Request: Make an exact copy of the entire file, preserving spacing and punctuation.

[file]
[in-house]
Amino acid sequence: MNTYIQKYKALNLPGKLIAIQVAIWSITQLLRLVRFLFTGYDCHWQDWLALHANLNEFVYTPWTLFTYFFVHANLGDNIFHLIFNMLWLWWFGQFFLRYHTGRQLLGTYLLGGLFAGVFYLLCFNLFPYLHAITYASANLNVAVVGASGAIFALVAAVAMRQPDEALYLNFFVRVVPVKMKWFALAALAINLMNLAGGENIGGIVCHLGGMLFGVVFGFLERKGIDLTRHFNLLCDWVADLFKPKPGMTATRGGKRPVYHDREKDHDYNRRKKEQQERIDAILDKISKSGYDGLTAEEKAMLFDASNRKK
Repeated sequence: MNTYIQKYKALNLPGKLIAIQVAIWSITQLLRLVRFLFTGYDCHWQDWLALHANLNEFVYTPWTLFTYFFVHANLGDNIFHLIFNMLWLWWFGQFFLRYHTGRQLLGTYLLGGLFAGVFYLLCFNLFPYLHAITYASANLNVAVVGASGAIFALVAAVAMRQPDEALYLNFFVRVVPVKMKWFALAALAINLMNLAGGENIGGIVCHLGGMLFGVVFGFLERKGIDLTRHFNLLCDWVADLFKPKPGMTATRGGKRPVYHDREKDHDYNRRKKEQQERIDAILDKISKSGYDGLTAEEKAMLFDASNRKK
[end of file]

[in-house]
Amino acid sequence: MNTYIQKYKALNLPGKLIAIQVAIWSITQLLRLVRFLFTGYDCHWQDWLALHANLNEFVYTPWTLFTYFFVHANLGDNIFHLIFNMLWLWWFGQFFLRYHTGRQLLGTYLLGGLFAGVFYLLCFNLFPYLHAITYASANLNVAVVGASGAIFALVAAVAMRQPDEALYLNFFVRVVPVKMKWFALAALAINLMNLAGGENIGGIVCHLGGMLFGVVFGFLERKGIDLTRHFNLLCDWVADLFKPKPGMTATRGGKRPVYHDREKDHDYNRRKKEQQERIDAILDKISKSGYDGLTAEEKAMLFDASNRKK
Repeated sequence: MNTYIQKYKALNLPGKLIAIQVAIWSITQLLRLVRFLFTGYDCHWQDWLALHANLNEFVYTPWTLFTYFFVHANLGDNIFHLIFNMLWLWWFGQFFLRYHTGRQLLGTYLLGGLFAGVFYLLCFNLFPYLHAITYASANLNVAVVGASGAIFALVAAVAMRQPDEALYLNFFVRVVPVKMKWFALAALAINLMNLAGGENIGGIVCHLGGMLFGVVFGFLERKGIDLTRHFNLLCDWVADLFKPKPGMTATRGGKRPVYHDREKDHDYNRRKKEQQERIDAILDKISKSGYDGLTAEEKAMLFDASNRKK